Now set the animation Key to 50, and use the "FFD" Modifier to animate the plant.

Look at the upper picture. The leaves are set off the stalk, you have to fix that by moving the second line more to the left:

Now select the first key, hold "Shift", and move it to the last frame.

If you render your animation it should look like this.

5. Be creative

Well, if you compare the plant you've just made with a real one, you will see a lot of differences, especially on the colors.

Well, I've only showed you the basics of modelling a plant, I don't want to make you feel that this is the only way.

Everyone has his, or her own style of modeling. It will not help you if you always use exactly the way I gave you!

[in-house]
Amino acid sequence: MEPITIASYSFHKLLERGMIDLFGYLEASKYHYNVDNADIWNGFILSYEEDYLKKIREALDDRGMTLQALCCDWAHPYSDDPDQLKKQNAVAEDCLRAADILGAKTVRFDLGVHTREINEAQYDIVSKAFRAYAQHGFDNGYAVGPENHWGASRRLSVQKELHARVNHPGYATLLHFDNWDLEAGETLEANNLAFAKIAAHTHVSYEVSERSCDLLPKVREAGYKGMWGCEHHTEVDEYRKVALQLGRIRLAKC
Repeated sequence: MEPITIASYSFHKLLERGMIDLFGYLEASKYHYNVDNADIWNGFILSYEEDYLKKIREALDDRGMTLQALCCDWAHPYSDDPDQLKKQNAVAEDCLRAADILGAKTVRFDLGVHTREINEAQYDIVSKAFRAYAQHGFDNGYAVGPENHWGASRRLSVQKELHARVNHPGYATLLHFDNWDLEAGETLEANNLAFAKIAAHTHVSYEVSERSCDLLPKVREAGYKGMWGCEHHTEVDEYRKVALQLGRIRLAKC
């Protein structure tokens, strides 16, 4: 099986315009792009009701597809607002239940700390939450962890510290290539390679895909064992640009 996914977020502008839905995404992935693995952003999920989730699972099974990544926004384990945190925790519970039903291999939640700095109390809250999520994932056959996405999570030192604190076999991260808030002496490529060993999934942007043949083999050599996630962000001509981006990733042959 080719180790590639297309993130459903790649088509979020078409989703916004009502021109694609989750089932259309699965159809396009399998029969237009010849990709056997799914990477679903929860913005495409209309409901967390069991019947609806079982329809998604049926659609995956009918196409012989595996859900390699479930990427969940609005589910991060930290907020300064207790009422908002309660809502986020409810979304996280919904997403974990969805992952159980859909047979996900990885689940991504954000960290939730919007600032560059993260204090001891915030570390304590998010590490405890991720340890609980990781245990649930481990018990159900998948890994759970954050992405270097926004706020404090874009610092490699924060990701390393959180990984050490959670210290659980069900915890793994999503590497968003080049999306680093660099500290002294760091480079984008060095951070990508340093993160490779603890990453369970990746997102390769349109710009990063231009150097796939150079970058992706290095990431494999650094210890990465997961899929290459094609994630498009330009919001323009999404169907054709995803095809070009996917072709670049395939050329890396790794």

Try to make some things different than I did, maybe you find a better way (for you).

Also I didn't use every detail, I use on other plants in this tutorial, because every plant is different, and has to be done in a different way, this is only the basic shape! Also the lighting, and the scene you put it in makes important changes on the plants look!

Here are some other plants I made using this technique, as you see every one is individual.

And here's a scene I used them in, again they seem to give an other effect.


It's the same with animations, the animation above seems to be very bad (if you look carfeully you see what happens if the map coordinates are set to "World XYZ"), but if you use your own style, it may be better, like this one, it uses the same kind of animation.

This one was made as a button for my Homepage.

I hope this tutorial helped you, and maybe gave you another perspective on modeling organic Objects.

--Thomas Rinsch